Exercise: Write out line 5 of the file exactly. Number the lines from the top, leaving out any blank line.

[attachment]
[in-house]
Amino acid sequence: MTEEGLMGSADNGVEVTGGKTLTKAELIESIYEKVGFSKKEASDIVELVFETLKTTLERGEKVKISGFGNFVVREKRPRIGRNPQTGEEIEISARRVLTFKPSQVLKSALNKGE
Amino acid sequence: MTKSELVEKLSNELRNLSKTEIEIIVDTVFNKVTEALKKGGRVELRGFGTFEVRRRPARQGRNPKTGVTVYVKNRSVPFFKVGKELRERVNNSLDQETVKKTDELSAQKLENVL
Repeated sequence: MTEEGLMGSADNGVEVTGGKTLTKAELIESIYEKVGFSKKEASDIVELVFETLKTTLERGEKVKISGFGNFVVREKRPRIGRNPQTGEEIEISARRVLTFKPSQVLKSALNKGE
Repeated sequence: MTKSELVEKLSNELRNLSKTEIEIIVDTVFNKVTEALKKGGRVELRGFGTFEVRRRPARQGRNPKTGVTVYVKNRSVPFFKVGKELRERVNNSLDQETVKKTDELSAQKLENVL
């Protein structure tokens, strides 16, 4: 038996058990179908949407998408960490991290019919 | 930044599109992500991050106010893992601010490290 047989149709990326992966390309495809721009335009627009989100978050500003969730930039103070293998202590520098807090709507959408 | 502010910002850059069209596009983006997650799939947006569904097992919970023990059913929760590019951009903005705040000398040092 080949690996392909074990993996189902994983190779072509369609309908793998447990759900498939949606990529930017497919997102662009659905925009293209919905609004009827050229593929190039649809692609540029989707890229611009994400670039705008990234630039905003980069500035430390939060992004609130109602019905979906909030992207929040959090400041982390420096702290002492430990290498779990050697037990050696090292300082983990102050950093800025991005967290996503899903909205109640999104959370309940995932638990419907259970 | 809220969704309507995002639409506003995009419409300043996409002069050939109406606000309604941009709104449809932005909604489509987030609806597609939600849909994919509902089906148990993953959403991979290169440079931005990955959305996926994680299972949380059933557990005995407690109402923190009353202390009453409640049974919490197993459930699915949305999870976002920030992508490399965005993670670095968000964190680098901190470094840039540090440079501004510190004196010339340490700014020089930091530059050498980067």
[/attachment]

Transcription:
Repeated sequence: MTKSELVEKLSNELRNLSKTEIEIIVDTVFNKVTEALKKGGRVELRGFGTFEVRRRPARQGRNPKTGVTVYVKNRSVPFFKVGKELRERVNNSLDQETVKKTDELSAQKLENVL